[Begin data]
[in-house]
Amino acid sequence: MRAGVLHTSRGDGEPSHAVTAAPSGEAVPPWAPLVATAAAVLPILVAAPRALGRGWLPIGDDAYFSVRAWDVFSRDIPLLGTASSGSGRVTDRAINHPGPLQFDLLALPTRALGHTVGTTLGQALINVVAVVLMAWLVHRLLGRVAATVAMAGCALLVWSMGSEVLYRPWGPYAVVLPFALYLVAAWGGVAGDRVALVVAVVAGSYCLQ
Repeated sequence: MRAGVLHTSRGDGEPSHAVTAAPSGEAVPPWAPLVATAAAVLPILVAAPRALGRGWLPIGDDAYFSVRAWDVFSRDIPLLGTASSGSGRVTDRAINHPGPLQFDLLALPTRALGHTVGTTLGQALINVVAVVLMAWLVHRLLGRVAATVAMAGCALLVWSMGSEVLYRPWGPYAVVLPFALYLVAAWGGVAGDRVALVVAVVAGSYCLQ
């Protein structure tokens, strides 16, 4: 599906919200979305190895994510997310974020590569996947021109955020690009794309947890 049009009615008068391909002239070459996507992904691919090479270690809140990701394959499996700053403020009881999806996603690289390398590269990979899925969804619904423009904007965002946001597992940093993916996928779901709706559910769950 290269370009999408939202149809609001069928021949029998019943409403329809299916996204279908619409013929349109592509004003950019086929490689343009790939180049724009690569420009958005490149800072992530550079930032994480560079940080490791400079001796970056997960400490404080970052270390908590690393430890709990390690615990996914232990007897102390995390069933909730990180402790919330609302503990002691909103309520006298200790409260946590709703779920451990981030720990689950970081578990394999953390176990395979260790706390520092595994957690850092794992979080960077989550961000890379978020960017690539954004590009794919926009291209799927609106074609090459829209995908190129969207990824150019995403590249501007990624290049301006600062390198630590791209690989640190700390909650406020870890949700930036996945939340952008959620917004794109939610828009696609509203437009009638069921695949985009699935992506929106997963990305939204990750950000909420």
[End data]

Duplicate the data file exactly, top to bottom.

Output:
[in-house]
Amino acid sequence: MRAGVLHTSRGDGEPSHAVTAAPSGEAVPPWAPLVATAAAVLPILVAAPRALGRGWLPIGDDAYFSVRAWDVFSRDIPLLGTASSGSGRVTDRAINHPGPLQFDLLALPTRALGHTVGTTLGQALINVVAVVLMAWLVHRLLGRVAATVAMAGCALLVWSMGSEVLYRPWGPYAVVLPFALYLVAAWGGVAGDRVALVVAVVAGSYCLQ
Repeated sequence: MRAGVLHTSRGDGEPSHAVTAAPSGEAVPPWAPLVATAAAVLPILVAAPRALGRGWLPIGDDAYFSVRAWDVFSRDIPLLGTASSGSGRVTDRAINHPGPLQFDLLALPTRALGHTVGTTLGQALINVVAVVLMAWLVHRLLGRVAATVAMAGCALLVWSMGSEVLYRPWGPYAVVLPFALYLVAAWGGVAGDRVALVVAVVAGSYCLQ
């Protein structure tokens, strides 16, 4: 599906919200979305190895994510997310974020590569996947021109955020690009794309947890 049009009615008068391909002239070459996507992904691919090479270690809140990701394959499996700053403020009881999806996603690289390398590269990979899925969804619904423009904007965002946001597992940093993916996928779901709706559910769950 290269370009999408939202149809609001069928021949029998019943409403329809299916996204279908619409013929349109592509004003950019086929490689343009790939180049724009690569420009958005490149800072992530550079930032994480560079940080490791400079001796970056997960400490404080970052270390908590690393430890709990390690615990996914232990007897102390995390069933909730990180402790919330609302503990002691909103309520006298200790409260946590709703779920451990981030720990689950970081578990394999953390176990395979260790706390520092595994957690850092794992979080960077989550961000890379978020960017690539954004590009794919926009291209799927609106074609090459829209995908190129969207990824150019995403590249501007990624290049301006600062390198630590791209690989640190700390909650406020870890949700930036996945939340952008959620917004794109939610828009696609509203437009009638069921695949985009699935992506929106997963990305939204990750950000909420």